A Halloween Meditation by David Schmidt

The Wisdom of “the Exorcist song”

by – David Schmidt

Tubular Bells, minute one. In honor of Halloween, I’d like to invite you to listen to the first 30 seconds of this song, “Tubular Bells”:


Now pause the song. I’m sure you recognize it—most people know it as “That Creepy Song from the Movie ‘The Exorcist’”. Go ahead, listen to another thirty seconds.

What feelings does the song evoke? Most of us associate this music with the same feelings that we associate with horror movies in general. Fear, darkness, terror. Hopelessness. We think of the pure, unadulterated horror that people feel when they watch a good, scary movie like “The Exorcist”. The sort of fear that, back when the movie originally came out 40 years ago, caused people to pass out, or vomit into the movie theater trash cans.

For most of us in the United States, Halloween is that kind of holiday. It’s a time to get temporarily terrified, for the fun of it. It’s the “roller coaster” mentality—we go into a haunted house or watch a scary movie for the purpose of being frightened by it, but we’re never really in danger.

Of course, the whole reason these things are scary in the first place is that they remind us of things we really are afraid of. A roller coaster gives us an adrenaline rush because we actually are afraid of falling from heights. Same goes for horror movies, scary books, and the entire “horror” genre—we are afraid of death. The monsters, the ghosts, the axe murderers, they all remind us of our own mortality.

I recently realized something about the “Exorcist song”, though—for most of my life, I had never heard the entire song.

Tubular Bells, minute 1:30

I’m writing this from Mexico City. I try to come here every year, during the season of the Day of the Dead, which takes place on November 1 and 2.

In recent years, the Day of the Dead has started to meld with Halloween, appropriating cultural imagery from the United States. In its original form, though, this season in Mexico is about something much more ancient than the momentary carnival thrill of Halloween.

The Day of the Dead is a festival that goes back thousands of years, to the first civilizations of ancient Mexico. It is a time to remember the dead, to commune with them. In a broader sense, it is a time to sit down and chat with death. To listen to what death has to say with us. And to listen to everything we are afraid of, and see what it has to teach us. During the Day of the Dead, we set up candlelit altars in our homes with photos of our loved ones who have passed on, and we remember them. But we also remember the fact that, where they went, there shall we go.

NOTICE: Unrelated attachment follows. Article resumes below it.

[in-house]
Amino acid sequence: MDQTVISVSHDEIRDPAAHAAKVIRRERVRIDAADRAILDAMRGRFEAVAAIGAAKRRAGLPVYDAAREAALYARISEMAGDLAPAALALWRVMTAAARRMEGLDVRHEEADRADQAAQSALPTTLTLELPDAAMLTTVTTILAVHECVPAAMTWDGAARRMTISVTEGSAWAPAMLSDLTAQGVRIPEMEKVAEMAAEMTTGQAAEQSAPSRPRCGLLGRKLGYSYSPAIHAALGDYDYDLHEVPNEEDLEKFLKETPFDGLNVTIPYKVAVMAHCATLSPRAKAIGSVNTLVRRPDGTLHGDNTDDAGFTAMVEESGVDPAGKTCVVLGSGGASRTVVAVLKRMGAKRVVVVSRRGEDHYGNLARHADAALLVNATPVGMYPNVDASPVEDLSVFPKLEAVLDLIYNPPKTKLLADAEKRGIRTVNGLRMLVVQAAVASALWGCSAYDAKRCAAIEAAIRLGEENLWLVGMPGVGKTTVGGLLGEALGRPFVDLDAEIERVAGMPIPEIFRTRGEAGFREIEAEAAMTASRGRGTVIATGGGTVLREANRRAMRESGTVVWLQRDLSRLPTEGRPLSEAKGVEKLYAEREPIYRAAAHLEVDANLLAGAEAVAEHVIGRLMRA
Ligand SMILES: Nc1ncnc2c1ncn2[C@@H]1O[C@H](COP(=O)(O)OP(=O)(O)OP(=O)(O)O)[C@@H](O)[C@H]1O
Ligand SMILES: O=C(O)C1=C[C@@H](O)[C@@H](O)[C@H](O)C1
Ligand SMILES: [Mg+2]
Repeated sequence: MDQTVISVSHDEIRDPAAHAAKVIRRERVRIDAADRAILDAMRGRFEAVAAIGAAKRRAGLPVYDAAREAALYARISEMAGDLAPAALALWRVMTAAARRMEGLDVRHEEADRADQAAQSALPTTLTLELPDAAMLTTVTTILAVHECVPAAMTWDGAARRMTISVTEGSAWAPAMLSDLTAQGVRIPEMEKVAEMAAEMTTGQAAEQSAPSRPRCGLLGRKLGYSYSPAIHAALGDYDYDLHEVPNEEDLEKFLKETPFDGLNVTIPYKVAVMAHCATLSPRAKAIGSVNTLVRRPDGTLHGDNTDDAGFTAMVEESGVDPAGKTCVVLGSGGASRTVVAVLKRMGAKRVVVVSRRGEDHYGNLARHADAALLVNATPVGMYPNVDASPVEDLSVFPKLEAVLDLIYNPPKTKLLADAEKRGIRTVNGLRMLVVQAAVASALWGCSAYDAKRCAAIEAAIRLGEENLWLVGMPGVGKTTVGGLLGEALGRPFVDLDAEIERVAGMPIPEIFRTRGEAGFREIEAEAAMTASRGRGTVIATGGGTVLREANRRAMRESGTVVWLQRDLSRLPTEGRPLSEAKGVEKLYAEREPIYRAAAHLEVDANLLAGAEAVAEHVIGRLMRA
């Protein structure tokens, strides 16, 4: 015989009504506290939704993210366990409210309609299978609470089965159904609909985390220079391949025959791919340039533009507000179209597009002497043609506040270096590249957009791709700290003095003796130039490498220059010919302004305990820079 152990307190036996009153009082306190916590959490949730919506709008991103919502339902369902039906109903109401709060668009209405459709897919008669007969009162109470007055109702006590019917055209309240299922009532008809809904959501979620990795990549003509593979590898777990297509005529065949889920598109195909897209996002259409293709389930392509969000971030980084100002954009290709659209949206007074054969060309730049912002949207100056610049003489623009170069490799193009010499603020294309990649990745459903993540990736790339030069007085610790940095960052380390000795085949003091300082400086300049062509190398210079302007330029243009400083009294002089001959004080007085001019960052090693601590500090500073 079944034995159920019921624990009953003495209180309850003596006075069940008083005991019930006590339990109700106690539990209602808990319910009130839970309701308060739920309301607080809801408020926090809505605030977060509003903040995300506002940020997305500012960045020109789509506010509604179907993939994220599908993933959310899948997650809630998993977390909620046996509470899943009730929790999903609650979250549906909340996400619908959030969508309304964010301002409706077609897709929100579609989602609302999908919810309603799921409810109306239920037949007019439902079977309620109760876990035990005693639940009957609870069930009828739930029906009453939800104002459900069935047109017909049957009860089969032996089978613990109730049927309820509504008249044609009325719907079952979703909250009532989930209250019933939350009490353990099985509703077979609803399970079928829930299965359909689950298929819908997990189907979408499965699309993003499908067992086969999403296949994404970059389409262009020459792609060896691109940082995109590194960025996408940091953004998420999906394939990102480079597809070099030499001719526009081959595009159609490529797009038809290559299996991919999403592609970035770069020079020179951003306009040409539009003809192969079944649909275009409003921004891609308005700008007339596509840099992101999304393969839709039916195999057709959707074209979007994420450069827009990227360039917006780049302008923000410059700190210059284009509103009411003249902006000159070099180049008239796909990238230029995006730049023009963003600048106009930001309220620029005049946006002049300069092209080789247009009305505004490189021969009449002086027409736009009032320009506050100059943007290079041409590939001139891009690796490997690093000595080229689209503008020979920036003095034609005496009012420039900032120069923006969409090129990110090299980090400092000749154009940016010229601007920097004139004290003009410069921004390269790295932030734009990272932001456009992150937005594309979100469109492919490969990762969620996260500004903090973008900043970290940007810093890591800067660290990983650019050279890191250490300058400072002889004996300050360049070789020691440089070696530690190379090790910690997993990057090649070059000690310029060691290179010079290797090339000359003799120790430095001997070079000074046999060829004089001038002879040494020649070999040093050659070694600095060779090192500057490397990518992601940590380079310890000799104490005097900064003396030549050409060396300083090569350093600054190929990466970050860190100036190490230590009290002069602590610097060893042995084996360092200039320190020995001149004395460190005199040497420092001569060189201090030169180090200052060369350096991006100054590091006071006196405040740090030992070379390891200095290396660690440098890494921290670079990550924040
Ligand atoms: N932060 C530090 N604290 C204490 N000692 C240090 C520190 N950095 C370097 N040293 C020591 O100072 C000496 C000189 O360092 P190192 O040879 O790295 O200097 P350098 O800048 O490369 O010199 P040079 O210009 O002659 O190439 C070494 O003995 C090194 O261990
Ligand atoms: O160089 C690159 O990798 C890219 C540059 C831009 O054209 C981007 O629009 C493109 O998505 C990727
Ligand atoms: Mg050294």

We sit and deliberately think about that fact.

Tubular Bells, minute two

When I was here in Mexico City last year, I bought a homemade MP3 CD from a street salesman for ten pesos. He was selling the CD’s on the metro, walking up and down the cars, announcing that they had “songs and sound effects for Halloween and the Day of the Dead”.

It’s still one of my favorite CD’s.

The disc has music from most of the classic Hollywood horror films: Friday the Thirteenth, Halloween, Nightmare on Elm Street, and—of course—The Exorcist. Most Hollywood slasher films are used as momentary, “roller coaster” type thrill rides, precisely because they are so dark. While we are watching the movie, most of the time, we see images that cause us to be afraid, to despair. In slasher flicks, typically only one person comes out alive—just barely. The hero or heroine is covered in blood, hysterical, traumatized. Jason, or Freddy, or Michael Myers, is usually still at large. The bad guy has won.

The same could be said for much horror literature.

This is the message of much of our horror genre. Scary things—the monsters in this world—are to be feared, respected, and if we tangle with them, they will usually come out on top. So we walk away from the horror movie, and we say “thank goodness that isn’t real”, and we forget about it. Except that the movie, in fact, reminded us of things that are real, that we are afraid of. But we are offered no resolution.